Review: Thou Shalt Not Kill
- Cătălin Rotaru and Gabi Virginia Şarga’s first feature explores one of Romania’s most pressing social issues – the healthcare system
Only two years after their very first short film, 4:15 PM The End of the World, was screened in the short-film competition at Cannes, Romanian directorial duo Cătălin Rotaru and Gabi Virginia Şarga return to the spotlight with their first feature, Thou Shalt Not Kill [+see also:
film profile], now competing in the 1-2 Competition at the Warsaw International Film Festival (12-21 October). Their exploration of the Romanian healthcare system is closely connected to recent scandals that have made many think that being treated in a Romanian hospital is even more dangerous than not being treated at all.
The story, written by the two directors, focuses on Cristian (Alexandru Suciu), a young paediatric surgeon working in a large hospital in Bucharest. He is devastated when one of his young patients suddenly dies in the hospital after undergoing surgery for a simple hernia. Sure that none of his actions were responsible for the child’s death, Cristian soon finds the culprit: the faulty biocides being used in the hospital fail to kill the dangerous bacteria in the operating rooms and recovery wards, endangering even the lives of patients being treated for minor issues. Soon, Cristian will see himself fighting against an entire system of corrupt doctors, indifferent hospital managers and government officials.
Of course, the first thing that springs to mind for a fan of the so-called Romanian New Wave is that Thou Shalt Not Kill explores the same subject matter as one of its instant classics, Cristi Puiu’s The Death of Mr Lăzărescu [+see also:
film profile]. Thirteen years after Puiu’s film won the Un Certain Regard Award at Cannes, it was high time that a filmmaker went back to that place where, behind the whiter-than-white doors and walls, people with very dark souls hide in plain sight. We see a world where the older doctors enjoy absolute power over their younger colleagues and where “nobody wants a revolution”, as Cristian’s colleague Ilie (Elias Ferkin) casually puts it, amazed that his more passionate peer is incredulous that everybody is aware the biocides are not effective and still nobody does anything to right the wrong.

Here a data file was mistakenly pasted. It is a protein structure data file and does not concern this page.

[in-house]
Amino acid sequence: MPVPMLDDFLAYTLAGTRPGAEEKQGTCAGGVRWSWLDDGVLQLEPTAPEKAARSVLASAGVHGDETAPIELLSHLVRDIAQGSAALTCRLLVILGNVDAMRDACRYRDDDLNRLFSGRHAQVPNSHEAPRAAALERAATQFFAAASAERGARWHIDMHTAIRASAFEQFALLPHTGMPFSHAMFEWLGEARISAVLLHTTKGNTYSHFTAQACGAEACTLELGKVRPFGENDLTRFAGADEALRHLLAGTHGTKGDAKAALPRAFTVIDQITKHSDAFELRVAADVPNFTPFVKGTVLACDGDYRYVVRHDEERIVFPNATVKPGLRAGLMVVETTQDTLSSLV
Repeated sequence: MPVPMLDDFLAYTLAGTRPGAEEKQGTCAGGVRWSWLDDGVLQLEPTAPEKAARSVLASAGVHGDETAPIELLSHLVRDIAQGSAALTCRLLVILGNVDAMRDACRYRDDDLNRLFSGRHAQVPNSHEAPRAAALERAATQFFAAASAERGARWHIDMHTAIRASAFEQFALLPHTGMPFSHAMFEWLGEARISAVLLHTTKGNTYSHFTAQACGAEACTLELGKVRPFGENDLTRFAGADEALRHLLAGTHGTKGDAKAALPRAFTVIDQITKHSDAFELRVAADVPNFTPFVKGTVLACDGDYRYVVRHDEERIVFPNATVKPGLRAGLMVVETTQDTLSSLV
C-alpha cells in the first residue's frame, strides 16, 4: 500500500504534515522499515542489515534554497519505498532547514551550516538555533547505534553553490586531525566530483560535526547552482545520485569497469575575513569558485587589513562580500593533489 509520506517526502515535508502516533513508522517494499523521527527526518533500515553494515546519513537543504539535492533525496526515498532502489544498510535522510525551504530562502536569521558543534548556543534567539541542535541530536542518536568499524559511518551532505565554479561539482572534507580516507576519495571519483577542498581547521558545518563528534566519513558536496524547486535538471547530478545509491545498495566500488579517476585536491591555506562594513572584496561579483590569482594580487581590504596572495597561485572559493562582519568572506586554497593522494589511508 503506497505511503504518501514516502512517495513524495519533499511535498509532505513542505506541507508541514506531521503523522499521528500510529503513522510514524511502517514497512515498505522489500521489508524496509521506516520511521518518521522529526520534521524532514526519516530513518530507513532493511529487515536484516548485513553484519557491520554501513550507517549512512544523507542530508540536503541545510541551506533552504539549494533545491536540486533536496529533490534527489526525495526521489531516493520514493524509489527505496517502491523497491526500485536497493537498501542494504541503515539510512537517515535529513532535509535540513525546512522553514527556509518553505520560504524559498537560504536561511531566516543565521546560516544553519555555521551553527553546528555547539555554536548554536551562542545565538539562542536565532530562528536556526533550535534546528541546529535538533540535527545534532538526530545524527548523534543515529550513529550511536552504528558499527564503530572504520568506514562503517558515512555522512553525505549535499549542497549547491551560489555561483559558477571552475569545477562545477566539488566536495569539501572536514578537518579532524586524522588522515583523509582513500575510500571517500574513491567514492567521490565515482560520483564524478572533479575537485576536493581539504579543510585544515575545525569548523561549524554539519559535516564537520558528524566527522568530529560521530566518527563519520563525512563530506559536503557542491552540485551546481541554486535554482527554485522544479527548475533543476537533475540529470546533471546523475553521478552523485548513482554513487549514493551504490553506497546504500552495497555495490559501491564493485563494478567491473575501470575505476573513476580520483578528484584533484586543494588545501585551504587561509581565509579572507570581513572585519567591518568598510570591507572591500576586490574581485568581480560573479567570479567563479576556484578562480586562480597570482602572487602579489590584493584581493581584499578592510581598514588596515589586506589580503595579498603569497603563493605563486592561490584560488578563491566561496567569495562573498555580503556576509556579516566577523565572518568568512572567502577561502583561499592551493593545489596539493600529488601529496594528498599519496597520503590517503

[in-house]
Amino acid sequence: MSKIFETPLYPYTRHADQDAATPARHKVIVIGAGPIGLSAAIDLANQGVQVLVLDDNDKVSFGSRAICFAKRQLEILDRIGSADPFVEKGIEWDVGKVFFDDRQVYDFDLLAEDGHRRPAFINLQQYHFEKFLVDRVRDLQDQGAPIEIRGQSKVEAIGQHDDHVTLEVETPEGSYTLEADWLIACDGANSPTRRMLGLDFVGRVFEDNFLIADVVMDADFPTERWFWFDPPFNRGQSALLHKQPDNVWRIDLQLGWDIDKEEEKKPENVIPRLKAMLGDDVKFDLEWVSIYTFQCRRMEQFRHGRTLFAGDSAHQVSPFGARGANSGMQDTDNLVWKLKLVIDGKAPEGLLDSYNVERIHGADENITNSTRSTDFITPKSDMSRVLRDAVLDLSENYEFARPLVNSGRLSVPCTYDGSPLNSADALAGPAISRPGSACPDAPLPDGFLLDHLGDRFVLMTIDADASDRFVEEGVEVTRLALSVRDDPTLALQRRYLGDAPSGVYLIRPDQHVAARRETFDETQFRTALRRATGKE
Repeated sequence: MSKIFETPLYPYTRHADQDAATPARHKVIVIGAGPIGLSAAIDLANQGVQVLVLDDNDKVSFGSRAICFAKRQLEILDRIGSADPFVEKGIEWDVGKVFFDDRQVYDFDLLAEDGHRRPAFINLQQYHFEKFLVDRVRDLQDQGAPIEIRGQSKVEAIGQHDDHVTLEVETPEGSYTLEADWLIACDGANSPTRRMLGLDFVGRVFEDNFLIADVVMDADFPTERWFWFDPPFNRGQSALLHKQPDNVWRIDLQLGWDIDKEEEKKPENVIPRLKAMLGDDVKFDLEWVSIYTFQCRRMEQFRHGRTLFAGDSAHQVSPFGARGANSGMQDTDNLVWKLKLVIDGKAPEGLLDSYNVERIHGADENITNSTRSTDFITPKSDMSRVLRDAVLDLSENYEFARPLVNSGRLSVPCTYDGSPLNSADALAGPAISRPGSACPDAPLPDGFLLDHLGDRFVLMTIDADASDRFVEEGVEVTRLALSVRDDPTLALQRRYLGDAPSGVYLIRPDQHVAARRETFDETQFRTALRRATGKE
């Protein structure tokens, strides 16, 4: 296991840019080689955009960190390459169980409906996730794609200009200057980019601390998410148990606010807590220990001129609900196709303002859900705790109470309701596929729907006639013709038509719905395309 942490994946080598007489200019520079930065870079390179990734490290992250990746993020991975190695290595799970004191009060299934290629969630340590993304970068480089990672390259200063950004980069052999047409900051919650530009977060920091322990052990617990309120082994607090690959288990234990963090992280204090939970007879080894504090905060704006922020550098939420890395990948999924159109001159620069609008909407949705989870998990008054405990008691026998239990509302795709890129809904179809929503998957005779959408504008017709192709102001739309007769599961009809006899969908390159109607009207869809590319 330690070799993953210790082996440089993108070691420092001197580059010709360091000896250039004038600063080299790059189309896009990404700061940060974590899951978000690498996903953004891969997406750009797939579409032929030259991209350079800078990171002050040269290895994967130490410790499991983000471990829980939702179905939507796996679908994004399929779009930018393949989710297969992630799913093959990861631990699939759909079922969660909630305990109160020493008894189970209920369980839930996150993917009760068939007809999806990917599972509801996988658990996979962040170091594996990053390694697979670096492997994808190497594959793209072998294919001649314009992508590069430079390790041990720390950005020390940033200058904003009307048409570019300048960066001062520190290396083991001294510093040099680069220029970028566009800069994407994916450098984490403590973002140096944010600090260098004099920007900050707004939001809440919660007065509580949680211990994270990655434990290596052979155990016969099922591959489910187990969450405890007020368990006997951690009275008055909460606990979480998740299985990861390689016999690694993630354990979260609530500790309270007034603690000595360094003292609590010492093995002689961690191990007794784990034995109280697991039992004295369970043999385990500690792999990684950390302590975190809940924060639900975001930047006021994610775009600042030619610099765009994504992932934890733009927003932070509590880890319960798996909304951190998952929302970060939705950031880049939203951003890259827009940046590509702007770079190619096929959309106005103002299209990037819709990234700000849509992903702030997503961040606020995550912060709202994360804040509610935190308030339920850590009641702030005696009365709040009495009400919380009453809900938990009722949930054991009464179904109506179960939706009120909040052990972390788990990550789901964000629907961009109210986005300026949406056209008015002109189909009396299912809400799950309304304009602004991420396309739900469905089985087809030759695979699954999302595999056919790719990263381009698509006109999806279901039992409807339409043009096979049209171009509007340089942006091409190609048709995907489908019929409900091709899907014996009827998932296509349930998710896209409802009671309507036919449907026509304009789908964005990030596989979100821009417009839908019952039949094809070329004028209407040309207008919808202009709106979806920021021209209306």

The film’s power resides in its young protagonist, who may become one of those anonymous heroes that history never remembers. We root for him and admire his ideals, but we also see him slowly lowering his expectations from saving lives to at least not harming his patients (primum non nocere, the first requirement of the Hippocratic Oath, was one of the film’s working titles). An emotional conversation with the parents of Cristian’s dead patient reveals a twofold sorrow: they have lost a child, while the surgeon has lost the very purpose of his existence.
Unfortunately, some of the film’s most powerful scenes suffer because of a certain artificiality in how the actors interact. There is an uncinematic curtness in their lines that may sound much better on a theatre stage than on the screen, but the movie’s powerful story and how it unspools may prove effective with both local and foreign audiences. In this respect, Thou Shalt Not Kill resembles Radu Jude’s “I Do Not Care If We Go Down in History as Barbarians” [+see also:
film profile]: both have their shortcomings, but there is no chance that they will leave their audience indifferent.
Thou Shalt Not Kill was produced by Axis Media Production and Green Cat Film. The movie is being handled internationally by Indie Sales. It will be released in Romania by Fast Idea Distribution next February.
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